This code isn’t activated by default, so we need to tell Gradle to do that. Alter the top level build.gradle file and add this line

Now for the final step; to configure the Android plugin. Edit the app/build.gradle file and change the android.defaultConfig section to read

And there you have it!
An example of this can be seen in this simple example project.

All code licensed under CC0.

This Post Has 16 Comments

  1. This is awesome, thanks! One thing to note: when copying directly from the site, versioning.gradle is full of non-breaking space characters (0xA0), which gradle doesn’t like :)

    1. I’m guessing that might be caused by the code highlighter we use.
      There’s a “Toggle plain code” button shown over the examples when you drag the mouse over them. That ought to remove the formatting; perhaps that also removes the non-breaking spaces?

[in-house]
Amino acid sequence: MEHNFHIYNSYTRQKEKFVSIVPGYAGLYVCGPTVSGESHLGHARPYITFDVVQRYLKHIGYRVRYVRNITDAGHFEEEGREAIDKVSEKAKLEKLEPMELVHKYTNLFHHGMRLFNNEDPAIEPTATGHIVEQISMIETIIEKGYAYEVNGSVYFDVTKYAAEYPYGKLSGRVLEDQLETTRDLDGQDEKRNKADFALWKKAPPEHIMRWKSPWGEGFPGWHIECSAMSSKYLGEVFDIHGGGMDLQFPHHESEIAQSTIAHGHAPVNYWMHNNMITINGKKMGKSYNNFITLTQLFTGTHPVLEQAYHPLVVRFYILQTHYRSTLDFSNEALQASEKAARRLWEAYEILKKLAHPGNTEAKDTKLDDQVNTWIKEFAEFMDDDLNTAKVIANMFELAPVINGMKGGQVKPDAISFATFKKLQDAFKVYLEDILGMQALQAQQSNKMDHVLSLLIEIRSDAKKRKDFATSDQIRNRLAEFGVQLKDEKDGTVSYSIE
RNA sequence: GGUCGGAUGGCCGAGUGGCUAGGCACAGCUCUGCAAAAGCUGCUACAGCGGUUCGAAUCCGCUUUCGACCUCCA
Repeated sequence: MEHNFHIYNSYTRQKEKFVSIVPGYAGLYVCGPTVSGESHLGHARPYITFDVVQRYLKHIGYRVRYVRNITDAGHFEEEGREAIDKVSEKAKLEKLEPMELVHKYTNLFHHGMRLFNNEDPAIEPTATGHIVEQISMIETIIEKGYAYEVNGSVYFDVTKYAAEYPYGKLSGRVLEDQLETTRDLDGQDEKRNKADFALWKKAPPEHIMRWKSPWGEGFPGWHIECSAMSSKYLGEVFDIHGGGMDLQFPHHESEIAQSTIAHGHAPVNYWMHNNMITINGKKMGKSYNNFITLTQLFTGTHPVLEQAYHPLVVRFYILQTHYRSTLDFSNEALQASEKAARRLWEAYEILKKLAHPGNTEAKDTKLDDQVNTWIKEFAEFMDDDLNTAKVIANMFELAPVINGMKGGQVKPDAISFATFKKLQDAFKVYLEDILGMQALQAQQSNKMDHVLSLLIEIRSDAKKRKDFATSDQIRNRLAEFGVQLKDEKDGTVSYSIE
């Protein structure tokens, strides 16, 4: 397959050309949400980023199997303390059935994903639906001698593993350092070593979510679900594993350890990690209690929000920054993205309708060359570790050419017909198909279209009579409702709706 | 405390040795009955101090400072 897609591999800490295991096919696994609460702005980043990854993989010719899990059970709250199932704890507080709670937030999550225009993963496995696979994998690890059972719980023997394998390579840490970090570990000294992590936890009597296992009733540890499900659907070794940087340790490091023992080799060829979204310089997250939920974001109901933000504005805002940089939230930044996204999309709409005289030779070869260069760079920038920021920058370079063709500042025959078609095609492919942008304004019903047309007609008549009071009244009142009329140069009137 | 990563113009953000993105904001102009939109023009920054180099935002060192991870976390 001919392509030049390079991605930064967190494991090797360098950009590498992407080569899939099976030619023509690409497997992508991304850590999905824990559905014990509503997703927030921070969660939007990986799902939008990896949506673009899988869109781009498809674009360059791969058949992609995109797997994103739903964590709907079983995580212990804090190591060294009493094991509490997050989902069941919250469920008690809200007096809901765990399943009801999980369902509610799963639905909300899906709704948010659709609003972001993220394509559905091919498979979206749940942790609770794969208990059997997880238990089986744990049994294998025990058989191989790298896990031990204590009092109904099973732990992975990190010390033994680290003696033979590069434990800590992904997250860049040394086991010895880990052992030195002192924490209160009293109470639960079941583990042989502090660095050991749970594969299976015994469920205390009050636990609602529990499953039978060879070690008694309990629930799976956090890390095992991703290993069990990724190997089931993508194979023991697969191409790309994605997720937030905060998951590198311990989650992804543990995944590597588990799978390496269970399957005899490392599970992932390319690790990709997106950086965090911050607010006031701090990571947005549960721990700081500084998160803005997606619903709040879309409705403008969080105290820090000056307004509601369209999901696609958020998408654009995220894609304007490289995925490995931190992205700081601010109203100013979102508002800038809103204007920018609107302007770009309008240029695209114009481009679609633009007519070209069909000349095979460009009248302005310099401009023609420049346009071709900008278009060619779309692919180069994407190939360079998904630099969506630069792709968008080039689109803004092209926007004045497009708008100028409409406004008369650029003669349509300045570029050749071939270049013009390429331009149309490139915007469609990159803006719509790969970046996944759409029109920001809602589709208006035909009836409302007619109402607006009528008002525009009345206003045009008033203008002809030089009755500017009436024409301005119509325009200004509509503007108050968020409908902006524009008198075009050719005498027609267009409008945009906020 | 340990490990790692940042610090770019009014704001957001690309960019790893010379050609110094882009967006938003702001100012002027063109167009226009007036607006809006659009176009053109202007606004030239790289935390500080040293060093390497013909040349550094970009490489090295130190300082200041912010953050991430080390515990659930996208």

2. Thanks very much but I wonder how you deal with the problem of moving from production version code to dev (snapshot) version code?

    For example, suppose 1000099 is the latest version in Google Play. Now you want to start work on a patch release which would be 1000100. This is fine except that LICENSING and BILLING queries will fail because of the unknown version code. It seems that you have to stick with the previous versionCode or go through the cumbersome effort to upload a SNAPSHOT draft to Google Play.

    Having said that sticking with the previous versionCode has its own drawbacks. Using versionCode 1000099 which developing for 1.0.1 can result in accidental analytics being reported for a production version (you can code around this but need to be careful) and also you can’t do internal things like if (myVersionCode > 1000099) { do something cool }